It will be appreciated that the foregoing processing and secure information exchange has so far been enabled automatically, without the necessity of the user logging on. It will be further understood that at data grade transfer rates, this automatic processing and information transfer may be expected to take only a few seconds to complete, and easily within a time period during which the user may be passing within range of an AP antenna 113 while, for example, walking off an airplane and through an airport lounge.
The processing cycle continues, with further reference to FIG. 2, when the user physically logs on through portable device 101 (block 228). Note, however, that in accordance with the present invention, the user may not physically log on until much later. It will therefore be appreciated that prior to the user logging on, there may be several automatic information transfers according to blocks 201 through 225, if signalling resource 105 inside portable device 101 passes within range of multiple AP antennas 113. In this way, the information available to the user from destination server 130 upon logging on will be as current as possible.
Upon logging on, portable device 101 advantageously notifies the user that one or more automatic information transfers have occurred since the previous logon (block 231). The user then presents a user ID and a password in the traditional way (blocks 234 and 237). The new information (such as files and e-mail) obtained from destination server 130 since the previous logon is now available to the user for use in applications software resident on portable device 101 (block 240). The user may also create information, such as responsive files or e-mail, to send back to destination server 130 the next time an AP antenna 113 is encountered. When finished, the user logs off (block 243) and the processing cycle returns to the start.
It will be appreciated that in this way, remote users gain universal access to their home office servers (as embodied by destination server 130) over a data grade network. Data-rich objects may be exchanged without the inconvenience of physically finding and hooking up to a publicly-available data grade access point. Transient remote users thus exchange information with their home office servers automatically, simply by passing through facilities such as airports and hotels.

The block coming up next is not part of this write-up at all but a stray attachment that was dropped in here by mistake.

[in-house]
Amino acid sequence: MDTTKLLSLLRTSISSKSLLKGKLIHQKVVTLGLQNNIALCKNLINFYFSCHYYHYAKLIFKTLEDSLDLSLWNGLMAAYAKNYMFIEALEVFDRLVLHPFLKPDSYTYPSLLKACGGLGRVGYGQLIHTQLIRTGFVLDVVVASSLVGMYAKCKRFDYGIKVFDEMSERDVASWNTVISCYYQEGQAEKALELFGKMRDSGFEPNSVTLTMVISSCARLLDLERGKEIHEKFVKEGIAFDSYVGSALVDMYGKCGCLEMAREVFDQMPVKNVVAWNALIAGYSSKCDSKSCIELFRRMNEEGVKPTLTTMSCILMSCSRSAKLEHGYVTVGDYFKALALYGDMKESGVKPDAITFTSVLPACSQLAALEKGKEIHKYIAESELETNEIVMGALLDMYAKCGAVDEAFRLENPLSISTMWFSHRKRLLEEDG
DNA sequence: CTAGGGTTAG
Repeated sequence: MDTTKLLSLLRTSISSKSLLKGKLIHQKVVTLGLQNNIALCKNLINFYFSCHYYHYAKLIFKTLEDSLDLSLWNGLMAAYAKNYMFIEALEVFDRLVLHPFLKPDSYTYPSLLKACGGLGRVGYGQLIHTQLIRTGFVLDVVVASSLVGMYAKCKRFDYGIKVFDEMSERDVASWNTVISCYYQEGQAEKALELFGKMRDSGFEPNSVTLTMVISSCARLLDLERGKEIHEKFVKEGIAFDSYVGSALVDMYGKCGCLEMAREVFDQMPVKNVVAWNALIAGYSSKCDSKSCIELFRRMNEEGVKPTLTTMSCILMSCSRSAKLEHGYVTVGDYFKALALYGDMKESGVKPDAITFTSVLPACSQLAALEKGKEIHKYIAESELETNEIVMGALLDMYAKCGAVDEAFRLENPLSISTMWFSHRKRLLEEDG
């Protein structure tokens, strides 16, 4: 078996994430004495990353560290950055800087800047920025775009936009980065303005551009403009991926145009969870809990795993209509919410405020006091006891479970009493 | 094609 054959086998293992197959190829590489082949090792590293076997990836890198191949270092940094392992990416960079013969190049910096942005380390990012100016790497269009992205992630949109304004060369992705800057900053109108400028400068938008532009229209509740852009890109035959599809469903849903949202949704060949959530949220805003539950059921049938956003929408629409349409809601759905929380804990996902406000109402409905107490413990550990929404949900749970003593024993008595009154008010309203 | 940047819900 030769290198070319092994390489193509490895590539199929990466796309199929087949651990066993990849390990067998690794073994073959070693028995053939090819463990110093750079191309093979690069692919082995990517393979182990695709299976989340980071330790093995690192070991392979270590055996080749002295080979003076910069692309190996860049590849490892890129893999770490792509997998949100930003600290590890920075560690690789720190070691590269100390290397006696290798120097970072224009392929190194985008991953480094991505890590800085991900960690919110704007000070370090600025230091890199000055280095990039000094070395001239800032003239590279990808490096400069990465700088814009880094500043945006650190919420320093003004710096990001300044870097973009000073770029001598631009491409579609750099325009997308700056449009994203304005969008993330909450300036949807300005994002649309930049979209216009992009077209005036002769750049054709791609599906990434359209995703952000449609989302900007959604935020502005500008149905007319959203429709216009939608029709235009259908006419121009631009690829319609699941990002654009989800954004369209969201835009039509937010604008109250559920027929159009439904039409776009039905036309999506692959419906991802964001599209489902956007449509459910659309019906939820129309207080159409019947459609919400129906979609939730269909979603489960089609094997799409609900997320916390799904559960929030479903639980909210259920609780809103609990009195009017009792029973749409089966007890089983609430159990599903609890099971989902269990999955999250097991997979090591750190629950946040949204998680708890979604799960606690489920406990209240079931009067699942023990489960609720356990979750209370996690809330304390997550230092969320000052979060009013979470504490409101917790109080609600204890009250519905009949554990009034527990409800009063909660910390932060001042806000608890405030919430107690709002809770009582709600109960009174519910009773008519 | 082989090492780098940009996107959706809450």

It will be further appreciated that in this way, remote users may also simulate universal real time access to their home office servers by logging on within range of an AP antenna 113. Then, by temporarily disabling the timer, if any, delaying signalling resource 105 from initiating further contact with an AP antenna 113, signalling resource 105 will continuously attempt to remain in contact with destination server 130. The user may run applications programs with information repeatedly refreshed to and from destination server 130 on an apparent real time basis.
Gateway resource functionality
It will be appreciated that a novel feature of the present invention is gateway resource 117, which, according to the connectionless manner in which the present invention operates, provides server, router and gateway functionality.
FIG. 1 illustrates gateway resource 117 in one aspect as having server functionality, in that multiple portable devices 101 coming within range of antennas 113 may be served substantially concurrently by AP 110 via wireless communications 116. In one sense, AP 110 may be envisaged as a publicly available data grade wireless LAN, whereby any remote user may freely attempt attachment (subject to available bandwidth) by bringing a signalling resource 105 within range of antenna 113. In comparison to voice grade communication, this is somewhat analogous to a person walking up to a public telephone and lifting the receiver.